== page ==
Fathers' perceptions of their role and interest in parent education Public Deposited

http://ir.library.oregonstate.edu/concern/graduate_thesis_or_dissertations/zs25xb83x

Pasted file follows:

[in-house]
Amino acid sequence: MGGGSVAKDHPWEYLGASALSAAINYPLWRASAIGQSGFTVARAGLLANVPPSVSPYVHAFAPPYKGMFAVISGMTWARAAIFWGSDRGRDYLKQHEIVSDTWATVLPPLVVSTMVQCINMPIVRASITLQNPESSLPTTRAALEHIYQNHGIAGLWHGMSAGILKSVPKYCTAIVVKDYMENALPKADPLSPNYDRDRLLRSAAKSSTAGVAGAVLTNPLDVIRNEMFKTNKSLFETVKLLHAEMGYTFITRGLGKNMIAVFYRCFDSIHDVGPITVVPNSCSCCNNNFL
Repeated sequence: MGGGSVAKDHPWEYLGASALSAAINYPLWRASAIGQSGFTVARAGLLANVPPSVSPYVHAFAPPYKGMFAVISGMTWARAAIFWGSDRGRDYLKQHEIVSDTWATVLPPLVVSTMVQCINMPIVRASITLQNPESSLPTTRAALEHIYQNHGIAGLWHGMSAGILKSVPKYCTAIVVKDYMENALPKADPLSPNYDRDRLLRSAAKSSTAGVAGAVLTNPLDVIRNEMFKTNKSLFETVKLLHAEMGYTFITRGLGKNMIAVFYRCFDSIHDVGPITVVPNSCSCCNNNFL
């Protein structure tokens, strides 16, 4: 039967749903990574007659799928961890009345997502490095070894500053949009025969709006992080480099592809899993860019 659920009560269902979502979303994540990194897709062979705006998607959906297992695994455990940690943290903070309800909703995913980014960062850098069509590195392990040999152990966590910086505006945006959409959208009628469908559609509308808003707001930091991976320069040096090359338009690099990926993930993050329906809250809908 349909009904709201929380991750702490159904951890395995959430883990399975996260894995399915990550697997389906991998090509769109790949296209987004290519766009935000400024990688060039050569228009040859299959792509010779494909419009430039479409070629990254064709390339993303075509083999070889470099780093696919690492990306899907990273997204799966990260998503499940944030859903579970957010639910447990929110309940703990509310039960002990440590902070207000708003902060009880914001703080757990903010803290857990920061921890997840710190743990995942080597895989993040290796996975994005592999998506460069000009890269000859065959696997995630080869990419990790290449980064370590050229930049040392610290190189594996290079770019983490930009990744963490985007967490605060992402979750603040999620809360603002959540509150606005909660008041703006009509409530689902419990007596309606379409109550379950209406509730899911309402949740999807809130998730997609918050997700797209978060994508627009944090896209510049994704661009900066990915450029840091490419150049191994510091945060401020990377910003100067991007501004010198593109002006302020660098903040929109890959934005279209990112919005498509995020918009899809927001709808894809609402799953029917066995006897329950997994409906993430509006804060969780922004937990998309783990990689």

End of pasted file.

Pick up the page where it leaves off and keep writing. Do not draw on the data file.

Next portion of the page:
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  • The major purposes of this study were to describe paternal attitudes toward fathering and parent education and to then explore the relationships among these attitudes and interests. Specifically, the study attempted to relate traditional/developmental attitudes of fathers to: (1) expressed interests in knowing more about child rearing; (2) willingness to participate in learning opportunities and (3) preferred methods of study. The study also investigated the relationships among selected demographic data and the variables represented in the major purpose. Subjects for the study were 57 fathers, all of whom had at least one child enrolled in one of three preschool programs located in Corvallis, Oregon. Data from these subjects consisted of responses to a series of three questionnaires: (1) Attitudes Toward Fathering Scale (Bigner, 1977); (2) Child Rearing Learning Interest Scale (Hawkins, 1974) and (3) a personal data questionnaire. Descriptive analyses of paternal attitudes toward fathering and parent education revealed that the fathers were highly developmental in their attitudes toward their role, expressed high interest in wanting to learn more about child rearing and willingness to participate in specific learning experiences, and had particular preferences for methods of study. Fathers in this study not only expressed a high degree of interest in wanting to learn more about child rearing and had preferences for particular methods of study, but they also expressed varying degrees of interest and a variety of preferred methods for various child rearing areas. These results are essentially in agreement with those of earlier studies. In order to describe more fully the relationship between attitudes toward fathering and interest in parent education correlation coefficients were established between traditional/developmental attitudes, learning interest and willingness to participate. The only significant relationship to appear was that between interest and willingness to participate (r = .40: p ≤ .001). Those fathers reporting a high degree of interest tended also to report being very willing to participate in parent education activities. Investigation of the possible relationships existing between selected demographic variables and attitudes toward fathering, interest in parent education and willingness to participate in parent education also revealed only one significant relationship (traditional/developmental attitudes with race). This finding is somewhat suspect because of the high degree of homogeneity of the sample. In order to explore in more detail the relationship between traditional/ developmental attitudes toward fathering and interest in parent education three null hypotheses were developed. It was hypothesized that traditional/developmental attitudes were not related to: (1) degree of interest in wanting to know more about child rearing; (2) willingness to participate in learning experiences and (3) preferences for particular methods of study. In each case, none of the statistical results showed significance at the .05 level. On this basis none of the null hypotheses could be rejected. Varying degrees of a traditional/developmental orientation toward the role of the father appears to make little difference in attitudes toward parent education. Implications for parent educators were discussed, as were limitations of the study and suggestions for further research
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